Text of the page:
As the Eleventh Circuit has noted, “a district judge's exercise of discretion resulting in a trial in an environment alien to the accused over a proper objection must be supported by a demonstration in the record that the judge gave due regard to the factors now incorporated in Rule 18.” United States v. Burns, 662 F.2d 1378, 1383 (11th Cir.1981).
The Del Rio Judge gave no reason for her sua sponte transfer of Defendants' case from Del Rio to Waco. Given her denial of Defendants' disqualification motions and their original motion to transfer the case to San Antonio, we can do little more than speculate as to the motivation for the transfer. The record provides no indication as to whether the Del Rio Judge considered the “convenience of the [D]efendant[s]” or the “prompt administration of justice.” Fed.R.Crim.P. 18.
Our weighing of the “convenience of the [D]efendant[s]” against the “prompt administration of justice” advises against transfer to Waco. See id. In assessing convenience, we consider: (1) the distance from the defendant's home, Lipscomb, 299 F.3d at 340; Dupoint v. United States, 388 F.2d 39, 44 (5th Cir.1967); (2) the location of the defendant's witnesses, Lipscomb, 299 F.3d at 340; United States v. Stanko, 528 F.3d 581, 586 (8th Cir.2008); and (3) the ability of the defendant's family and friends to attend the trial. Stanko, 528 F.3d at 586. We have also acknowledged that the burden on a defendant increases when a transfer forces the defendant's counsel to try a case far from his or her practice. See Lipscomb, 299 F.3d at 340 (noting the location of the defense attorney's practice when considering convenience).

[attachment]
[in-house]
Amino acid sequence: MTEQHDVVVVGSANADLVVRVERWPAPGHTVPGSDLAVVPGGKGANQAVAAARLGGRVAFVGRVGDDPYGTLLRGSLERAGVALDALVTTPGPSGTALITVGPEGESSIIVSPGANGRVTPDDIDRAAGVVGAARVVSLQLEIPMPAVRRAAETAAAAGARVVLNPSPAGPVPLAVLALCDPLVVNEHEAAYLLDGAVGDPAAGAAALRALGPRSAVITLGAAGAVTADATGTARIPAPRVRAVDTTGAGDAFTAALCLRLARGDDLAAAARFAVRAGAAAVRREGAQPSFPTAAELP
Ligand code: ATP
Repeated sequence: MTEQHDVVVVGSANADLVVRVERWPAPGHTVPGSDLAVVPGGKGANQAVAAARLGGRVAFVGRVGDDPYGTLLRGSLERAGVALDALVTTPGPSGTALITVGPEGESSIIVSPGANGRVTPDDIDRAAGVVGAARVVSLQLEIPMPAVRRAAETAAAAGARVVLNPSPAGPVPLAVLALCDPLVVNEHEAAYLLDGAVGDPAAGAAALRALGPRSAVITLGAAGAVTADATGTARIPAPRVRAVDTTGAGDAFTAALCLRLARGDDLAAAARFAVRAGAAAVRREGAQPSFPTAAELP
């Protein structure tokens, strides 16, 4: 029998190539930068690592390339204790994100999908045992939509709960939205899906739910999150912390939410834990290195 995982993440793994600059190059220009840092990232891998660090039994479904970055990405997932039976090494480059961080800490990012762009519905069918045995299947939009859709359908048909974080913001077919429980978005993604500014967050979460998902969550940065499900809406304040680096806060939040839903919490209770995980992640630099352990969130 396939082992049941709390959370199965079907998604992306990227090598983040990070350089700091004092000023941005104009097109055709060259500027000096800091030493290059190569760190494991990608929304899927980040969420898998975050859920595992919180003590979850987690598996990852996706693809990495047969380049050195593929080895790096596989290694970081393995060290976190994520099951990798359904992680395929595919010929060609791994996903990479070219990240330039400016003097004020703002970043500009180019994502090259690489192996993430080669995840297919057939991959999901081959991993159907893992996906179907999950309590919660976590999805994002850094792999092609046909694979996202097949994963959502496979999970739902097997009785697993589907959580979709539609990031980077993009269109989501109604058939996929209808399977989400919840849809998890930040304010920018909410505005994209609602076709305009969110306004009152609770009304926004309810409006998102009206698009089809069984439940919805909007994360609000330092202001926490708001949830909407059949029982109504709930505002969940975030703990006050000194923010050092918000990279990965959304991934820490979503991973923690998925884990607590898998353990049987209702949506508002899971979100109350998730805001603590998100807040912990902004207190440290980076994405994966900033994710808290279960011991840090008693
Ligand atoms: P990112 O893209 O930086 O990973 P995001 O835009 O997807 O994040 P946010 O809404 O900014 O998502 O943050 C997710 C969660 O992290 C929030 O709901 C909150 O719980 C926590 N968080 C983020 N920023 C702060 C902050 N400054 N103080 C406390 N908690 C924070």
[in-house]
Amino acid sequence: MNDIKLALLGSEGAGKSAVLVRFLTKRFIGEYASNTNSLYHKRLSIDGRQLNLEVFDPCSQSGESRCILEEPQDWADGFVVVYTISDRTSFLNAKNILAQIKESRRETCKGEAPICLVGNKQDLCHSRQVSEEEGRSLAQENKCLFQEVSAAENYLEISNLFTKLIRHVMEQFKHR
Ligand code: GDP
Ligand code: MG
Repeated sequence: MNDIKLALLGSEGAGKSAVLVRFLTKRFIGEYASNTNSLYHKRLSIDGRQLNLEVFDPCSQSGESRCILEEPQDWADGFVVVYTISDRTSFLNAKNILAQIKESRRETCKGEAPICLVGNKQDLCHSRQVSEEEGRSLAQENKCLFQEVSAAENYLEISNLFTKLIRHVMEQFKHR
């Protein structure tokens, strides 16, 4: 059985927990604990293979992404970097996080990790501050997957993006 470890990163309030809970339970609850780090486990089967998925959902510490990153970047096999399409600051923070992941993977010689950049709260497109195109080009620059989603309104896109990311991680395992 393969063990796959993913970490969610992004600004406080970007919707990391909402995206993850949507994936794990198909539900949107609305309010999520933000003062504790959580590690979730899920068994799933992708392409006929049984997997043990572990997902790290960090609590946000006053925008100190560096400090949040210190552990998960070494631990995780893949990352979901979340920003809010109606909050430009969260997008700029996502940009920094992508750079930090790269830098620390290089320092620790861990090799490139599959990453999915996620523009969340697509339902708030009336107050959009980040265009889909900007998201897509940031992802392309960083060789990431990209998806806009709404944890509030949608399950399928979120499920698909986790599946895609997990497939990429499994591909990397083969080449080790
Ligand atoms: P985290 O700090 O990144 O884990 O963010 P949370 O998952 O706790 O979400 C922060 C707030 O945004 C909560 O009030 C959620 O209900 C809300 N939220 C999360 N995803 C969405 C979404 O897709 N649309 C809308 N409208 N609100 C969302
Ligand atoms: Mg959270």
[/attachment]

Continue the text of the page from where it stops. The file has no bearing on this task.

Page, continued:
Defendants, their witnesses, and their counsel all reside in or around Eagle Pass or the Tribe's reservation. The transfer to Waco required every interested party to travel more than three hundred miles to participate in the trial. Additionally, the transfer required defense counsel-those who chose not to withdraw due to financial hardship stemming from the transfer-to hold a multiple-day trial far from their practices. Although the Chief Judge appointed Defendants new counsel, the original attorneys invested substantial time, money, and energy in crafting their defense. Duplicating these efforts increased the burden on Defendants. We rarely see a case in which the convenience factor weighs so heavily against transfer.